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Snow in the Atlas Mountains of Morocco
This page contains archived content and is no longer being updated. At the time of publication, it represented the best available science. However, more recent observations and studies may have rendered some content obsolete.
The same weather system that brought harsh winter conditions to many parts of Europe in February 2012 also affected northern Africa. Results in Africa were mixed, Reuters reported, with farmers in Algeria and Tunisia grateful for the drought-easing precipitation, and farmers in Morocco worried about frost.
The Moderate Resolution Imaging Spectroradiometer (MODIS) on NASA’s Terra satellite captured these images on February 13, 2012 (top), and January 14, 2012 (bottom). Although some peaks of the Atlas Mountains had caps of snow in January, much snowier conditions prevail a month later.
Snow in Morocco is not unusual. Two ski resorts in the Atlas Mountains—one near Marrakech and the other near Ifrane—experience fairly regular snowfall each January and February. In fact, compared to conditions in February 2011, the snow cover this year does not appear that unusual. The cold temperatures of February 2012, however, are threatening Morocco’s sugar beet and sugar cane crops.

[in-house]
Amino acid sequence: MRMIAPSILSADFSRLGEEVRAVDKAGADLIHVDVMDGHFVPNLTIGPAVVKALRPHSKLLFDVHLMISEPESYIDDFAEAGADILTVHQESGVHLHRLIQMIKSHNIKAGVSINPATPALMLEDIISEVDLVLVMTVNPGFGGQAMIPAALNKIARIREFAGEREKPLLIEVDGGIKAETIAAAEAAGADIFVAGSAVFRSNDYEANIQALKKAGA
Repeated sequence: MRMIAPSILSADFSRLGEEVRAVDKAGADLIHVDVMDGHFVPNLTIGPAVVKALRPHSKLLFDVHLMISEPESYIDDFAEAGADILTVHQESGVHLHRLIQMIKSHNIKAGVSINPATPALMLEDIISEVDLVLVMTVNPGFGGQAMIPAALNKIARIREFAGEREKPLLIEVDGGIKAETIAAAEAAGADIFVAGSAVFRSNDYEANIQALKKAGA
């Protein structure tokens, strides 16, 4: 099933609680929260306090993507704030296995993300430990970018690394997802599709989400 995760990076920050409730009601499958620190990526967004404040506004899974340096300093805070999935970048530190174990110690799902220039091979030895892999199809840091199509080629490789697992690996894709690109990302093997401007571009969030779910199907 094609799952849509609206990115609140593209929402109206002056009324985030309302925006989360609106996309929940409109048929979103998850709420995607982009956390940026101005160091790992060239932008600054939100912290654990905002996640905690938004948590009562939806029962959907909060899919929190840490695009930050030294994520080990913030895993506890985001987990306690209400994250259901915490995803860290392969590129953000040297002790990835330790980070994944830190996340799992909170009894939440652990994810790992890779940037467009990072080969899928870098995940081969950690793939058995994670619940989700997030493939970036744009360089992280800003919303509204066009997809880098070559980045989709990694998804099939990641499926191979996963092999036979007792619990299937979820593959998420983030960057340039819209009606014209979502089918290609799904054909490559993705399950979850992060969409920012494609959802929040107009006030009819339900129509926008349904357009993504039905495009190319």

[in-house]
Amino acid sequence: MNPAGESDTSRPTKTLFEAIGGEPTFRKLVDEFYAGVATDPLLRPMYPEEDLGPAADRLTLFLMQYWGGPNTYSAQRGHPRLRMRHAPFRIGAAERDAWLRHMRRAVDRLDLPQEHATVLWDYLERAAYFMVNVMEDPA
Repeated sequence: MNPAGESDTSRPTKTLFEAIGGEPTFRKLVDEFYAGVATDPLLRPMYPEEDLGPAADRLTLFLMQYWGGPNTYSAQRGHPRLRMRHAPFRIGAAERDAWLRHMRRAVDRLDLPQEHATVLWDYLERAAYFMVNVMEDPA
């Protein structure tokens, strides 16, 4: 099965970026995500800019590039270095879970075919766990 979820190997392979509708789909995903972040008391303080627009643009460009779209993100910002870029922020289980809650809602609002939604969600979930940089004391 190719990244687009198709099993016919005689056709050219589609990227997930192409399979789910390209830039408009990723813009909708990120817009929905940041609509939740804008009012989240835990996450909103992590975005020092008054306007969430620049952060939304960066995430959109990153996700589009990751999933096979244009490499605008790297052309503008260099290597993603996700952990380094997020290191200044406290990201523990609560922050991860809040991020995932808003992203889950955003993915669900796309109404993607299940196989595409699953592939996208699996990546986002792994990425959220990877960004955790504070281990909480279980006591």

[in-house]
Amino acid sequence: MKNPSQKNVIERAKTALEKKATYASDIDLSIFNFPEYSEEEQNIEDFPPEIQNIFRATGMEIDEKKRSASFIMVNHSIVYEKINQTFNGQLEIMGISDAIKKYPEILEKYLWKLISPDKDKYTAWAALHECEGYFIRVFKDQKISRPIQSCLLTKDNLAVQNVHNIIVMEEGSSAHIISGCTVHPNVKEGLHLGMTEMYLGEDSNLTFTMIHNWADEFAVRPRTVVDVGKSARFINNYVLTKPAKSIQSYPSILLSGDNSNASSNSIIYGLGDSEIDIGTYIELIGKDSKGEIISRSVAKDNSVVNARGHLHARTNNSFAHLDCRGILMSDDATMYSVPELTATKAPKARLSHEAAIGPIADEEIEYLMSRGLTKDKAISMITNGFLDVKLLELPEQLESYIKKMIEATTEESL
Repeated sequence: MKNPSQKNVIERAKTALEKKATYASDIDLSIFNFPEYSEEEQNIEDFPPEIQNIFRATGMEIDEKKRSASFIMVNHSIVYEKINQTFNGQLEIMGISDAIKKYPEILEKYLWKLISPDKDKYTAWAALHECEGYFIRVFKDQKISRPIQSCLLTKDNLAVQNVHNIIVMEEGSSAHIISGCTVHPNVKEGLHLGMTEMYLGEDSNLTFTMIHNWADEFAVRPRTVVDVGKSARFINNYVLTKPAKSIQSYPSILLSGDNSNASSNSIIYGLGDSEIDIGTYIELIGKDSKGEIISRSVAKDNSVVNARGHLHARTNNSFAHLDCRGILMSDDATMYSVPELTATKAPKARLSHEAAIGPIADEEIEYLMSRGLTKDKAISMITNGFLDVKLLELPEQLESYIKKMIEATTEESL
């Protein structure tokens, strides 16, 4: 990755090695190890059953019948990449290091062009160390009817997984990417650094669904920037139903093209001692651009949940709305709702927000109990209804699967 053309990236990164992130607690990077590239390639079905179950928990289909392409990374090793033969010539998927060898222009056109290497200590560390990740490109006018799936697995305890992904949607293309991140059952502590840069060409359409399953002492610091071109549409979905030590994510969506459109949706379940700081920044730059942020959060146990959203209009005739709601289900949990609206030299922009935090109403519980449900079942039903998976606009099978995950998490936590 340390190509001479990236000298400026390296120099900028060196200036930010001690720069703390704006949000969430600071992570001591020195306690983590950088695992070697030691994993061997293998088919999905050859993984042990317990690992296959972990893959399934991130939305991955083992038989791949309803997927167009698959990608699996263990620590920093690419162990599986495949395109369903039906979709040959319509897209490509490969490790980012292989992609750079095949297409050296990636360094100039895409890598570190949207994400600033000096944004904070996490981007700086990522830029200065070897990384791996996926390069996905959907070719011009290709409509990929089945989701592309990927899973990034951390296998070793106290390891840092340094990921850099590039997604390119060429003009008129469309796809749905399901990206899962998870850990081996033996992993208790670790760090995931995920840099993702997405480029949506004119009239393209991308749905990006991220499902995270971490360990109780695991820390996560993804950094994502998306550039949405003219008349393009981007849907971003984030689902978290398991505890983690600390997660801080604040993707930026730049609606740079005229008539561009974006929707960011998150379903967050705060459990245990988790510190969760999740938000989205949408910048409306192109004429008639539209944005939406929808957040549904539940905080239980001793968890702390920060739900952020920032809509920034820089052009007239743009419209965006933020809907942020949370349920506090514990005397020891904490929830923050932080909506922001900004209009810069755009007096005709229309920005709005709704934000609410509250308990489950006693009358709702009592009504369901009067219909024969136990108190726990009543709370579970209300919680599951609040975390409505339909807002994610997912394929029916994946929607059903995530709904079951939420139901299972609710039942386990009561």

Other parts of Africa and southern Europe faced unusually harsh winter conditions in February 2012. Algiers received the “heaviest snowfall in living memory,” Reuters reported. Meanwhile, snow blanketed Italy where below-freezing temperatures iced roads, closed schools, and prompted nervous shoppers to empty supermarket shelves.
Snow cover in the Atlas Mountains serves more than Morocco’s ski industry. The snow provides a crucial reservoir of water for the country’s agriculture-based economy. Monitoring snowfall in this region is the subject of ongoing interest, in part because precipitation is uneven and evaporation rates are high.